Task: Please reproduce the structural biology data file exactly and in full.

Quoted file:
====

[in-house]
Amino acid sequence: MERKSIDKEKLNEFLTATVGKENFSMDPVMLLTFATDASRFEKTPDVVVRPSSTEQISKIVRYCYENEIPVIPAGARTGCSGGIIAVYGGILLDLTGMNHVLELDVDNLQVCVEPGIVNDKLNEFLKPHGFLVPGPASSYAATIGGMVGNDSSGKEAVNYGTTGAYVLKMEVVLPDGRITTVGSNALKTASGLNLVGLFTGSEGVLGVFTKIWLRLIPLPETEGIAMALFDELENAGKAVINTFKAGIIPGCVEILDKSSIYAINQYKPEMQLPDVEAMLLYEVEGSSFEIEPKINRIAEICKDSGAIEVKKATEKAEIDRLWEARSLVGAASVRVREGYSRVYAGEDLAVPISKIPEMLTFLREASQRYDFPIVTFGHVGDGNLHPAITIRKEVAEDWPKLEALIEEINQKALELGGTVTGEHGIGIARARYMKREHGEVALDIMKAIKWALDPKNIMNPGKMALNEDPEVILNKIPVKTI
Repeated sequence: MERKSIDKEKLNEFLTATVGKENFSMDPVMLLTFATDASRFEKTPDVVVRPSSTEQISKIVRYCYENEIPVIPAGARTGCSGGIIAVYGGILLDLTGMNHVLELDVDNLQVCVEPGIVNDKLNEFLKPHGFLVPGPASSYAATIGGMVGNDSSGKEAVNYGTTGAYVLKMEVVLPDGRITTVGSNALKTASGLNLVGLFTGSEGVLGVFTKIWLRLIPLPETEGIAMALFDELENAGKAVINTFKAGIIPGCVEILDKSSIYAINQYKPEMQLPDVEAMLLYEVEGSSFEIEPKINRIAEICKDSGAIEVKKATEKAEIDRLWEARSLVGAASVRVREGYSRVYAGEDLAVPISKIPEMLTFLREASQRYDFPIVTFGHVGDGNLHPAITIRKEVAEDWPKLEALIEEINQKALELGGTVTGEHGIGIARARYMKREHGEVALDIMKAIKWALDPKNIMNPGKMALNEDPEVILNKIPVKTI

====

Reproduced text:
[in-house]
Amino acid sequence: MERKSIDKEKLNEFLTATVGKENFSMDPVMLLTFATDASRFEKTPDVVVRPSSTEQISKIVRYCYENEIPVIPAGARTGCSGGIIAVYGGILLDLTGMNHVLELDVDNLQVCVEPGIVNDKLNEFLKPHGFLVPGPASSYAATIGGMVGNDSSGKEAVNYGTTGAYVLKMEVVLPDGRITTVGSNALKTASGLNLVGLFTGSEGVLGVFTKIWLRLIPLPETEGIAMALFDELENAGKAVINTFKAGIIPGCVEILDKSSIYAINQYKPEMQLPDVEAMLLYEVEGSSFEIEPKINRIAEICKDSGAIEVKKATEKAEIDRLWEARSLVGAASVRVREGYSRVYAGEDLAVPISKIPEMLTFLREASQRYDFPIVTFGHVGDGNLHPAITIRKEVAEDWPKLEALIEEINQKALELGGTVTGEHGIGIARARYMKREHGEVALDIMKAIKWALDPKNIMNPGKMALNEDPEVILNKIPVKTI
Repeated sequence: MERKSIDKEKLNEFLTATVGKENFSMDPVMLLTFATDASRFEKTPDVVVRPSSTEQISKIVRYCYENEIPVIPAGARTGCSGGIIAVYGGILLDLTGMNHVLELDVDNLQVCVEPGIVNDKLNEFLKPHGFLVPGPASSYAATIGGMVGNDSSGKEAVNYGTTGAYVLKMEVVLPDGRITTVGSNALKTASGLNLVGLFTGSEGVLGVFTKIWLRLIPLPETEGIAMALFDELENAGKAVINTFKAGIIPGCVEILDKSSIYAINQYKPEMQLPDVEAMLLYEVEGSSFEIEPKINRIAEICKDSGAIEVKKATEKAEIDRLWEARSLVGAASVRVREGYSRVYAGEDLAVPISKIPEMLTFLREASQRYDFPIVTFGHVGDGNLHPAITIRKEVAEDWPKLEALIEEINQKALELGGTVTGEHGIGIARARYMKREHGEVALDIMKAIKWALDPKNIMNPGKMALNEDPEVILNKIPVKTI